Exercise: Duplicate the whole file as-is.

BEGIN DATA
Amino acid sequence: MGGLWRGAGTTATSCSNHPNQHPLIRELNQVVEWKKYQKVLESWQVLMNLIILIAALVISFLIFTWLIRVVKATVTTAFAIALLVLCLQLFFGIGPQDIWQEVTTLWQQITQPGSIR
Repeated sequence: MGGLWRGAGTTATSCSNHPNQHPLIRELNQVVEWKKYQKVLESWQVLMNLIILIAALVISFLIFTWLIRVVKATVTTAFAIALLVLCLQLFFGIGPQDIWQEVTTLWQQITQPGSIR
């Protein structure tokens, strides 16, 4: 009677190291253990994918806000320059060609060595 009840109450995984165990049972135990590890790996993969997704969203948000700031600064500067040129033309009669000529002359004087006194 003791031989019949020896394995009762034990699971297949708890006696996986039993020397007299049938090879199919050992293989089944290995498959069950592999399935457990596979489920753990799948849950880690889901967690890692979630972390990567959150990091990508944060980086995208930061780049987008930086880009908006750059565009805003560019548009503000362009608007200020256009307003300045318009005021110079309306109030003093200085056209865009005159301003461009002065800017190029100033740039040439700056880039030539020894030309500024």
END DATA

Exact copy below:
Amino acid sequence: MGGLWRGAGTTATSCSNHPNQHPLIRELNQVVEWKKYQKVLESWQVLMNLIILIAALVISFLIFTWLIRVVKATVTTAFAIALLVLCLQLFFGIGPQDIWQEVTTLWQQITQPGSIR
Repeated sequence: MGGLWRGAGTTATSCSNHPNQHPLIRELNQVVEWKKYQKVLESWQVLMNLIILIAALVISFLIFTWLIRVVKATVTTAFAIALLVLCLQLFFGIGPQDIWQEVTTLWQQITQPGSIR
């Protein structure tokens, strides 16, 4: 009677190291253990994918806000320059060609060595 009840109450995984165990049972135990590890790996993969997704969203948000700031600064500067040129033309009669000529002359004087006194 003791031989019949020896394995009762034990699971297949708890006696996986039993020397007299049938090879199919050992293989089944290995498959069950592999399935457990596979489920753990799948849950880690889901967690890692979630972390990567959150990091990508944060980086995208930061780049987008930086880009908006750059565009805003560019548009503000362009608007200020256009307003300045318009005021110079309306109030003093200085056209865009005159301003461009002065800017190029100033740039040439700056880039030539020894030309500024």